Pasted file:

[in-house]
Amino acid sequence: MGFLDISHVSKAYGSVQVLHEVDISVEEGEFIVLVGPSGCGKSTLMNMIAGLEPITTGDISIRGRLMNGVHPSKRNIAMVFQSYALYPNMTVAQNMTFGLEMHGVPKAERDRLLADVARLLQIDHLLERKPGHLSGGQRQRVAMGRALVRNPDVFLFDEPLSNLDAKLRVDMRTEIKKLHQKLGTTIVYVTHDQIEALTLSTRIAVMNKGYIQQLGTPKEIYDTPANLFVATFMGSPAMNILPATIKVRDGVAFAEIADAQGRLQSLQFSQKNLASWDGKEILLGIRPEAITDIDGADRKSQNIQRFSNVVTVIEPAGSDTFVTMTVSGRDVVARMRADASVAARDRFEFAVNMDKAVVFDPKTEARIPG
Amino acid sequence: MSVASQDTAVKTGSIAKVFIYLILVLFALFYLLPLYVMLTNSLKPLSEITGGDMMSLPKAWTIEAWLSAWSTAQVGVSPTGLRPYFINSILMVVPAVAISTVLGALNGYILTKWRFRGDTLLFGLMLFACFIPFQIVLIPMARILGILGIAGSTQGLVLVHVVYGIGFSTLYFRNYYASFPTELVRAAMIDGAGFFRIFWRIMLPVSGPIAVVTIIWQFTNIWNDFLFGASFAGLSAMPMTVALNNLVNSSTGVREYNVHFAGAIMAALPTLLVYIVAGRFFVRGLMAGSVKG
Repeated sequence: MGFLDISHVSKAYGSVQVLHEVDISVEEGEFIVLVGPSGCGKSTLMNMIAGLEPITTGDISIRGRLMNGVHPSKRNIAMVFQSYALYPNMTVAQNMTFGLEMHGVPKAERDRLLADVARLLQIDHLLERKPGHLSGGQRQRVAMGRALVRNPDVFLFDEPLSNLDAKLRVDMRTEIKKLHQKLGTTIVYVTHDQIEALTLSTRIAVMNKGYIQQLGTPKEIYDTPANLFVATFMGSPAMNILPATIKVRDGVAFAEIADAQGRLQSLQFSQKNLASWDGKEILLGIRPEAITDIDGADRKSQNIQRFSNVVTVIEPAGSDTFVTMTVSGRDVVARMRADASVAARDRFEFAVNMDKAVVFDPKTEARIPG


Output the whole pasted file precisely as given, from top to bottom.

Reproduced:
[in-house]
Amino acid sequence: MGFLDISHVSKAYGSVQVLHEVDISVEEGEFIVLVGPSGCGKSTLMNMIAGLEPITTGDISIRGRLMNGVHPSKRNIAMVFQSYALYPNMTVAQNMTFGLEMHGVPKAERDRLLADVARLLQIDHLLERKPGHLSGGQRQRVAMGRALVRNPDVFLFDEPLSNLDAKLRVDMRTEIKKLHQKLGTTIVYVTHDQIEALTLSTRIAVMNKGYIQQLGTPKEIYDTPANLFVATFMGSPAMNILPATIKVRDGVAFAEIADAQGRLQSLQFSQKNLASWDGKEILLGIRPEAITDIDGADRKSQNIQRFSNVVTVIEPAGSDTFVTMTVSGRDVVARMRADASVAARDRFEFAVNMDKAVVFDPKTEARIPG
Amino acid sequence: MSVASQDTAVKTGSIAKVFIYLILVLFALFYLLPLYVMLTNSLKPLSEITGGDMMSLPKAWTIEAWLSAWSTAQVGVSPTGLRPYFINSILMVVPAVAISTVLGALNGYILTKWRFRGDTLLFGLMLFACFIPFQIVLIPMARILGILGIAGSTQGLVLVHVVYGIGFSTLYFRNYYASFPTELVRAAMIDGAGFFRIFWRIMLPVSGPIAVVTIIWQFTNIWNDFLFGASFAGLSAMPMTVALNNLVNSSTGVREYNVHFAGAIMAALPTLLVYIVAGRFFVRGLMAGSVKG
Repeated sequence: MGFLDISHVSKAYGSVQVLHEVDISVEEGEFIVLVGPSGCGKSTLMNMIAGLEPITTGDISIRGRLMNGVHPSKRNIAMVFQSYALYPNMTVAQNMTFGLEMHGVPKAERDRLLADVARLLQIDHLLERKPGHLSGGQRQRVAMGRALVRNPDVFLFDEPLSNLDAKLRVDMRTEIKKLHQKLGTTIVYVTHDQIEALTLSTRIAVMNKGYIQQLGTPKEIYDTPANLFVATFMGSPAMNILPATIKVRDGVAFAEIADAQGRLQSLQFSQKNLASWDGKEILLGIRPEAITDIDGADRKSQNIQRFSNVVTVIEPAGSDTFVTMTVSGRDVVARMRADASVAARDRFEFAVNMDKAVVFDPKTEARIPG